Thor Equities still trying to sell Lenox Hill townhouse after 10 years

Six-story townhouse at 60 East 66th St. asks $14M, down from $21M in 2012

New York /
Jul.July 15, 2022 10:30 AM
Thor Equities’ Joe Sitt with 60 East 66th Street (Thor Equities Group, Leslie J. Garfield & Co)

Thor Equities’ Joe Sitt with 60 East 66th Street (Thor Equities Group, Leslie J. Garfield & Co)

The ancient Greek epic poem “The Odyssey” chronicles a decade-long journey home from the Trojan War, in which its titular character is delayed by giants, sea monsters and vengeful gods.

Thor Equities hasn’t had it quite that bad, but its quest to sell a Lenox Hill townhouse just hit a similar milestone.

Ten years ago, when Thor first listed the six-story home at 60 East 66th Street, its portfolio company Town Residential was one of Manhattan’s top 10 residential brokerages, its chairman Joe Sitt was buying up retail space on Fifth Avenue and a penthouse at 15 Central Park West set a city record when it sold for $88 million.

A lot has changed since 2012. Town Residential has folded, Thor’s Fifth Avenue portfolio is down to two properties and the city’s residential sales record has risen nearly threefold to $238 million. And yet, one constant remains: Thor is still searching for a buyer at 60 East 66th Street.

The home was recently relisted by townhouse specialist Leslie J. Garfield for $13.8 million, down from its initial asking price of $20.8 million ten years ago.

Records show Thor bought the property for $9.2 million in 2010, two years before first listing it with Town for more than twice that amount. By 2017, the ask had fallen to $18 million and the listing was with Leslie J. Garfield’s Matthew Lesser, its current agent. The house was divided into 10 apartments, eight of which were leased at the time.

Now, the nearly 10,000-square-foot property is vacant, something Lesser hopes will help it finally move. Despite containing rental units, the property has always been marketed primarily for its ability to be converted into a single-family mansion.

“Our market is efficient, if things are priced too high, they typically sit,” Lesser said.

The city’s townhouse market has been particularly strong in recent months, with homes in Fort Greene and Hudson Square setting neighborhood records. But Manhattan’s luxury market has shown signs of slowing this summer, and those record-breaking properties were turnkey buildings. Thor’s asking price on East 66th Street demonstrates the premium commanded by newly renovated homes: It’s priced at $1,400 per square foot, while similar renovated product is selling for closer to $3,000 per square foot, according to Lesser.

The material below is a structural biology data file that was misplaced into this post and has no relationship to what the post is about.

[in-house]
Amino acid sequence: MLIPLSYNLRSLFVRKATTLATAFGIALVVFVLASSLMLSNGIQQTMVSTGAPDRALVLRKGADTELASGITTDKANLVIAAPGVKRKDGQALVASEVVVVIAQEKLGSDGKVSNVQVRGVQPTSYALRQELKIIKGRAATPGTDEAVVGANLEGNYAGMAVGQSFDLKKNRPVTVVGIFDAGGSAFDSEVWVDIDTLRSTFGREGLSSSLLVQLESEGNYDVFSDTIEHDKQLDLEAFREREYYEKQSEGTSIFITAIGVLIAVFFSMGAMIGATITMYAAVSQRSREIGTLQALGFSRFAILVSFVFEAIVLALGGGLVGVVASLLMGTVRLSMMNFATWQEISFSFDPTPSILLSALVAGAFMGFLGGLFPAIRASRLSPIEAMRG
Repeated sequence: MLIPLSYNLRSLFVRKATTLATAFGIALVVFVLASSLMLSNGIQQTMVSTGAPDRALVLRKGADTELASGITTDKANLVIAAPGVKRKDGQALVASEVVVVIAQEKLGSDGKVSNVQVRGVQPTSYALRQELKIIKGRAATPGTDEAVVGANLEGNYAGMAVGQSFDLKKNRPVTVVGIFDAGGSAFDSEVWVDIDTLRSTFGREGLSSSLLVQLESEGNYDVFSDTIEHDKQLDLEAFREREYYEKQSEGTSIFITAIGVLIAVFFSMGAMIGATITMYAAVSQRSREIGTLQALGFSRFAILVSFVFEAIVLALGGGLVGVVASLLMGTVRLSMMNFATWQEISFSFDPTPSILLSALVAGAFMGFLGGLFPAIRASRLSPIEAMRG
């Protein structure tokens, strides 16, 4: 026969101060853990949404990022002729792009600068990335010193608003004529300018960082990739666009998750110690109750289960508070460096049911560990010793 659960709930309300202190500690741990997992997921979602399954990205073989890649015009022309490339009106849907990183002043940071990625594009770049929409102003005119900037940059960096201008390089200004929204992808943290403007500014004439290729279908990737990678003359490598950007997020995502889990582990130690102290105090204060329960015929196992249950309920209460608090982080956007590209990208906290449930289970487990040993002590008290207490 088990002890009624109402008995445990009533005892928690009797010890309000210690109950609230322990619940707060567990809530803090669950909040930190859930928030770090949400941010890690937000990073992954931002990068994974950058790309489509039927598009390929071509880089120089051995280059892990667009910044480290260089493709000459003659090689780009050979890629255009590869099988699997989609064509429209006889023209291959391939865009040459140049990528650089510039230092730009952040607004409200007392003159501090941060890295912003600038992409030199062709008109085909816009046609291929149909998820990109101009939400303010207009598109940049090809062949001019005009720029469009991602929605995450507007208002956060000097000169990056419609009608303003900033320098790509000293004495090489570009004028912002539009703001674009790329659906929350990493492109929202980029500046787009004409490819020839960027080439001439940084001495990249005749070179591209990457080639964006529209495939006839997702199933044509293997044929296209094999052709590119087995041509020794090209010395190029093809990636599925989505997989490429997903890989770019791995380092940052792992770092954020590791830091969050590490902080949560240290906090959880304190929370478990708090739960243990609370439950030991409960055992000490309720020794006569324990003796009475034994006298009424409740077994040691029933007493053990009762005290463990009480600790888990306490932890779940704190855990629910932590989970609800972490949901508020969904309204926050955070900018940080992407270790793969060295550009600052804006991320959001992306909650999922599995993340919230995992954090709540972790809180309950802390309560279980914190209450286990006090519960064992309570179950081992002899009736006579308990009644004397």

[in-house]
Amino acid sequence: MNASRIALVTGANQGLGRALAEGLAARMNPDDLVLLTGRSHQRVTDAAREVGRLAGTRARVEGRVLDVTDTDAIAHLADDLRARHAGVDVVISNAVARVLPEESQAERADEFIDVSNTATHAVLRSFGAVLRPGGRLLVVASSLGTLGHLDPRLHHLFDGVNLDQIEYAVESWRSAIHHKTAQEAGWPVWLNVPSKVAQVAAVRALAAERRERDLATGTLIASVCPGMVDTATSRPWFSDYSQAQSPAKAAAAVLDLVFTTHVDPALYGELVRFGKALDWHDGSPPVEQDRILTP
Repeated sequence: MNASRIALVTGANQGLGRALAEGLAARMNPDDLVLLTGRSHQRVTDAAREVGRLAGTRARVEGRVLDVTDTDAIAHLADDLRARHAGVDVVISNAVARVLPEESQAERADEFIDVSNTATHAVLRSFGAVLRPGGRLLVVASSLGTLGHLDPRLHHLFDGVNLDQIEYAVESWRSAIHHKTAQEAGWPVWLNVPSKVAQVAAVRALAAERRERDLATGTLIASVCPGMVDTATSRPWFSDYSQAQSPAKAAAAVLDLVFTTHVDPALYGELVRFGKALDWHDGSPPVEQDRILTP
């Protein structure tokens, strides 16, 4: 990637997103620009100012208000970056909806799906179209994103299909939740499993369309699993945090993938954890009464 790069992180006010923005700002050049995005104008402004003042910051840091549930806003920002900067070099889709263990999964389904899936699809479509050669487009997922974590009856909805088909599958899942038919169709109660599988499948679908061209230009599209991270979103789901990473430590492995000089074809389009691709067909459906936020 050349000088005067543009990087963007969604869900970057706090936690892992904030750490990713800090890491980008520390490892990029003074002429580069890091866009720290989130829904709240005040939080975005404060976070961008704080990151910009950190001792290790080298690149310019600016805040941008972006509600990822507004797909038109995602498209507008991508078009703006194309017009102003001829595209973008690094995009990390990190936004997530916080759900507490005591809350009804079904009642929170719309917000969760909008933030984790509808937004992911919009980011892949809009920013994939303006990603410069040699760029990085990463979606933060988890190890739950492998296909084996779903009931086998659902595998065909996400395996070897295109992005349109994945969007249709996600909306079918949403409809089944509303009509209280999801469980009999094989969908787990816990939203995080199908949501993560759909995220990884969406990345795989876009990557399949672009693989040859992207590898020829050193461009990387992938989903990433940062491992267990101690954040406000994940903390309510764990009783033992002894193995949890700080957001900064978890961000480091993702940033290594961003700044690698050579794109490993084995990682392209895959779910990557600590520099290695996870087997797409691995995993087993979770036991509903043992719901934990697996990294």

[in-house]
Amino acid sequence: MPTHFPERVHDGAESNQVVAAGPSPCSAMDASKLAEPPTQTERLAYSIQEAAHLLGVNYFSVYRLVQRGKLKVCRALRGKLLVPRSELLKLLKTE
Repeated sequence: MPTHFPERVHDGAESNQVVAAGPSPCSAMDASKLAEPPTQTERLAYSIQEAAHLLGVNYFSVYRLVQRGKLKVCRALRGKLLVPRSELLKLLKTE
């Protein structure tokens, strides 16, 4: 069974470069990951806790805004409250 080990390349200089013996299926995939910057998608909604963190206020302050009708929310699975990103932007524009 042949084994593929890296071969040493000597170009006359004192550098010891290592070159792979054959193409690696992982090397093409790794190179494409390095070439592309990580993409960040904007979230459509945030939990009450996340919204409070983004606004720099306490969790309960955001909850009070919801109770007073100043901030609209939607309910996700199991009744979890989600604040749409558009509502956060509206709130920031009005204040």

When asked why Thor chose not to renovate the building before relisting it, Lesser said he was “happy to make that suggestion to them.”

“It’s not their business model,” he added. “They’d rather use their equity and capital elsewhere.”

Melissa Giatta, Thor’s chief operating officer, said the firm has been “approached by several interested home buyers.”

“We recognize the most lucrative opportunities for us, due to our expertise, are in the logistics and life science sectors and want to keep our focus completely on the other classes we are involved in,” Giatta said.

Thor has faced challenges to its portfolio in recent years. It lost a commercial condo at the base of Midtown’s Row NYC Hotel in April, and is facing a foreclosure auction on its 1,600-key hotel in Chicago.

Despite those issues, Thor retains a massive portfolio stretching from Central America to Europe. Its website values its 50 million-square-foot development pipeline at more than $20 billion, and Giatta said the firm intends to up its investments in logistics and life science properties in the future.

Earlier this week, it announced an $85 million deal for a cold-storage warehouse leased to Anheuser-Busch in Los Angeles County.





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